Latest News Archive

Please select Category, Year, and then Month to display items
Previous Archive
14 December 2020
Prof Abdon Atangana
Prof Abdon Atangana is known for his work in developing a new fractional operator used to model real-world problems arising in the fields of science, technology, and engineering. He was recently awarded the TWAS Mohammad A. Hamdan Award by The World Academy of Sciences.

Prof Abdon Atangana, Professor of Applied Mathematics in the Institute for Groundwater Studies at the University of the Free State (UFS), was awarded the TWAS Mohammad A. Hamdan Award by The World Academy of Sciences for the advancement of science in developing countries.

It is the first time that the TWAS Mohammad A. Hamdan Award was bestowed. According to a statement issued by TWAS, this award is given for outstanding mathematical work carried out by a scientist working and living in Africa or the Arab region. It states that the award can be given for work in pure mathematics, applied mathematics, probability, or statistics. Prof Atangana received the award for his contribution to fractal mathematics and partial differential equations.

Making a difference in society

He is known for his research in developing a new fractional operator, the Atangana-Baleanu operator, which is used to model real-world problems. With this operator, he not only describes the rate at which something will change, but also account for disrupting factors that will help to produce better projections.

His work can be applied to make complicated predictions in the fields of science, technology, and engineering. His models can, for instance, help to predict the spread of infectious diseases among people in a settlement, forecasting the number of people who will be infected each day, the number of people who will recover, and the number of people who will die.

Prof Atangana’s models can also help to advise people drilling for water by predicting how groundwater is flowing in a complex geological formation. These are only two examples of how his work can be applied to make a difference in society.

The award from TWAS is the third prestigious commendation he has received in the past month. He was recently named as one of the top 1% scientists on the global Clarivate Web of Science list. His name also appeared on a global list of leading scientists published by Stanford University in the United States. The list is the result of a study published in PLOS Biology, a peer-reviewed open-access journal.

World’s most accomplished scientists

Honours awarded by TWAS and its partners are among the most prestigious for research in the developing world. They recognise outstanding achievements and contributions to science and acknowledge the best work by scientists from the global South.

TWAS, founded in 1983 by a group of scientists under the leadership of Pakistani physicist and Nobel laureate, Abdus Salam, believes that developing nations – by growing strength in science and engineering – will be able to address challenges such as hunger, disease, and poverty, through their knowledge and skills.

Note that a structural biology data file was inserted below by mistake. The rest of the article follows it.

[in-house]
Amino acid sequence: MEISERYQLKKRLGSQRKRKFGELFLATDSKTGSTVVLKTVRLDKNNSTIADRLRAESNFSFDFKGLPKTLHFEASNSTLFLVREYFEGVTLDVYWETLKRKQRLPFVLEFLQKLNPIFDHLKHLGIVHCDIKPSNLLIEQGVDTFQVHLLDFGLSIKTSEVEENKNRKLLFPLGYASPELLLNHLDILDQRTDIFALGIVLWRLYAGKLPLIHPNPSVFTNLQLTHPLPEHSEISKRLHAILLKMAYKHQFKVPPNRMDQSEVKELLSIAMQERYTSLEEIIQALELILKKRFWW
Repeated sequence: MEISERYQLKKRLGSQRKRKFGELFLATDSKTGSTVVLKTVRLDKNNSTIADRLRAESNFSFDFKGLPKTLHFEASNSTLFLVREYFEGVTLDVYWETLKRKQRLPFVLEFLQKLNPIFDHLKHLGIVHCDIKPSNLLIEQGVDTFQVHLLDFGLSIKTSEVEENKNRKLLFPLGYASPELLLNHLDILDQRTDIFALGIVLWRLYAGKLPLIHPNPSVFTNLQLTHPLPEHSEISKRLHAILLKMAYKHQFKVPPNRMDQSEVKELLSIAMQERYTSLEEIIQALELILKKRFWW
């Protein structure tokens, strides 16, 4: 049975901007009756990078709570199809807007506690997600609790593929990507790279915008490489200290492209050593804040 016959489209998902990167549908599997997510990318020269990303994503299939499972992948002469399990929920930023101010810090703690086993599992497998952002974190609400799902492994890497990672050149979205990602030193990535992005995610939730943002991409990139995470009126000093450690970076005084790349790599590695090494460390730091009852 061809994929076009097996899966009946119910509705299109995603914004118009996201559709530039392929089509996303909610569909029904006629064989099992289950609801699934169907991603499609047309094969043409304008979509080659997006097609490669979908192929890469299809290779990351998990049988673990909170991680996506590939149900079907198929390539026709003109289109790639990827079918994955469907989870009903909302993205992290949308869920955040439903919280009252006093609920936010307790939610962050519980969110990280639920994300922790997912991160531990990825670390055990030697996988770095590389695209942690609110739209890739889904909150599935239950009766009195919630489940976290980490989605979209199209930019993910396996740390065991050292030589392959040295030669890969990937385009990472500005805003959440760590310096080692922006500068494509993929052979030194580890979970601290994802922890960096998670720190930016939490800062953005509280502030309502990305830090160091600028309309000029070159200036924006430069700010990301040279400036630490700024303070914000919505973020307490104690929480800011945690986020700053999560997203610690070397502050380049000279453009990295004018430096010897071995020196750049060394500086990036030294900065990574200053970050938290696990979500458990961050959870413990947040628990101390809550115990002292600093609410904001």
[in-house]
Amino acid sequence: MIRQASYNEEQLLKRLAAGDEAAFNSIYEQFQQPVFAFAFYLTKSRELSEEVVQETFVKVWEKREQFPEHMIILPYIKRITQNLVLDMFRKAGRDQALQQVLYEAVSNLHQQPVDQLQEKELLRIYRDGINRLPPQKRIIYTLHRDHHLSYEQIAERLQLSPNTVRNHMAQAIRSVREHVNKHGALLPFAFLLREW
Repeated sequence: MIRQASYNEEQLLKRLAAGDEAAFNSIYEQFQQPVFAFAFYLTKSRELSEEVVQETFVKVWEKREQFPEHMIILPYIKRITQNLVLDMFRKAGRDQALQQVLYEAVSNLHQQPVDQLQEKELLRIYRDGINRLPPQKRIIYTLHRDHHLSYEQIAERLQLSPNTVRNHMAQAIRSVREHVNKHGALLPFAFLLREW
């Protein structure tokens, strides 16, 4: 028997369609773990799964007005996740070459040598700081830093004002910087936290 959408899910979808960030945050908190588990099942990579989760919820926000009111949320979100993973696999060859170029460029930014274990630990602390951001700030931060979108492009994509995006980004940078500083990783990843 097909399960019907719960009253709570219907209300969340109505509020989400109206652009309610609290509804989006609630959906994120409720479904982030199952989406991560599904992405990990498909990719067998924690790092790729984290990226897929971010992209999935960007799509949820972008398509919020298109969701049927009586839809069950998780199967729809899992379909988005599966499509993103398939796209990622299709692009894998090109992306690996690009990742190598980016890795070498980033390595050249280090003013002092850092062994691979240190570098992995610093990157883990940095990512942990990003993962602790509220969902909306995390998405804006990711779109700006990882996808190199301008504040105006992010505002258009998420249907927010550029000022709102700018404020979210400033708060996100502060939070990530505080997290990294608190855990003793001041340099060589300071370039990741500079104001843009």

TWAS is represented in 100 countries, and of the more than a thousand elected fellows, 14 are Nobel laureates. Eighty-four percent of these fellows are from developing nations. TWAS fellows are also some of the world’s most accomplished scientists.

News Archive

Kovsie students bring warmth to the Bloemfontein community
2013-06-01

 

Michael van Niekerk and Melissa Lucas, prime of Akasia, making up the packages.
Photo: Linda Fekisi
14 June 2013

It goes without saying that winter in Bloemfontein is scarcely pleasant, especially if you do not have the proper clothing. Members of the Kovsie community have taken a step towards giving a helping hand to those in need. Share the Warmth Winter wonder box is a project that was launched by the SRC City Residences and Commuter students to help keep the cold away. Students and staff of the University of the Free State (UFS) donate a package which includes a blanket, beanie, gloves, socks and sweets, to be handed out to the children in need.

Share the Warmth Winter is the brainchild of Michael van Niekerk who is the SRC member in charge of the portfolio. He received the idea for such a project from an initiative he is a part of at Mooiplaas Township. “People make shoeboxes with presents inside for children and hand them out during Christmas. I thought it would be a great idea to share the warmth in winter, especially in the freezing Free State,” he said.

The team managed to collect more than 100 items in just a few weeks. The distribution of the boxes will take place around the Bloemfontein area. Teams will visit shelters, while others will hand out the boxes directly to children in places like Heidedal and downtown.

“I am very delighted by the response and think that this is something that needs to grow bigger and bigger to include the entire Bloemfontein every winter,” said Michael when asked if it is a once-off project. People who would like to bring warmth to the little ones, can still send boxes or packages to the SRC Building or send an email to vanniekerkm@ufs.ac.za for more information.

We use cookies to make interactions with our websites and services easy and meaningful. To better understand how they are used, read more about the UFS cookie policy. By continuing to use this site you are giving us your consent to do this.

Accept